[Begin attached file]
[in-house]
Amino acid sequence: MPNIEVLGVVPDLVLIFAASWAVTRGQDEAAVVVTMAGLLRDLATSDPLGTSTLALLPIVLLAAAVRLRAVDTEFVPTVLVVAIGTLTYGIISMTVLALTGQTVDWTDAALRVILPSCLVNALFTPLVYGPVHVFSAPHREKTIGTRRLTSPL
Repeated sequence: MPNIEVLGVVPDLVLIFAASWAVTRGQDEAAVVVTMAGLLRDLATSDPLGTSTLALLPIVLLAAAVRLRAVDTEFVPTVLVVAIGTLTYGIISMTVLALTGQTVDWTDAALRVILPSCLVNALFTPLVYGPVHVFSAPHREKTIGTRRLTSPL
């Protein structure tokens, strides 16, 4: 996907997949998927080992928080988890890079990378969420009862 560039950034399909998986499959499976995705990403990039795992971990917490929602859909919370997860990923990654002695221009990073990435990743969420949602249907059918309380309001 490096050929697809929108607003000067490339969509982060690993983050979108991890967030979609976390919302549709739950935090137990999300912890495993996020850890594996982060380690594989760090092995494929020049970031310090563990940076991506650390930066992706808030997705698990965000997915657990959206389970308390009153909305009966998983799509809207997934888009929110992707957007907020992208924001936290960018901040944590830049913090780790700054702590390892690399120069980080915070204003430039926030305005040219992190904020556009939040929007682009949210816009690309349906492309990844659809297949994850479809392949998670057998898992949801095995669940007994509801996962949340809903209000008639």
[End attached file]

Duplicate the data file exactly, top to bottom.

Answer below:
[in-house]
Amino acid sequence: MPNIEVLGVVPDLVLIFAASWAVTRGQDEAAVVVTMAGLLRDLATSDPLGTSTLALLPIVLLAAAVRLRAVDTEFVPTVLVVAIGTLTYGIISMTVLALTGQTVDWTDAALRVILPSCLVNALFTPLVYGPVHVFSAPHREKTIGTRRLTSPL
Repeated sequence: MPNIEVLGVVPDLVLIFAASWAVTRGQDEAAVVVTMAGLLRDLATSDPLGTSTLALLPIVLLAAAVRLRAVDTEFVPTVLVVAIGTLTYGIISMTVLALTGQTVDWTDAALRVILPSCLVNALFTPLVYGPVHVFSAPHREKTIGTRRLTSPL
């Protein structure tokens, strides 16, 4: 996907997949998927080992928080988890890079990378969420009862 560039950034399909998986499959499976995705990403990039795992971990917490929602859909919370997860990923990654002695221009990073990435990743969420949602249907059918309380309001 490096050929697809929108607003000067490339969509982060690993983050979108991890967030979609976390919302549709739950935090137990999300912890495993996020850890594996982060380690594989760090092995494929020049970031310090563990940076991506650390930066992706808030997705698990965000997915657990959206389970308390009153909305009966998983799509809207997934888009929110992707957007907020992208924001936290960018901040944590830049913090780790700054702590390892690399120069980080915070204003430039926030305005040219992190904020556009939040929007682009949210816009690309349906492309990844659809297949994850479809392949998670057998898992949801095995669940007994509801996962949340809903209000008639």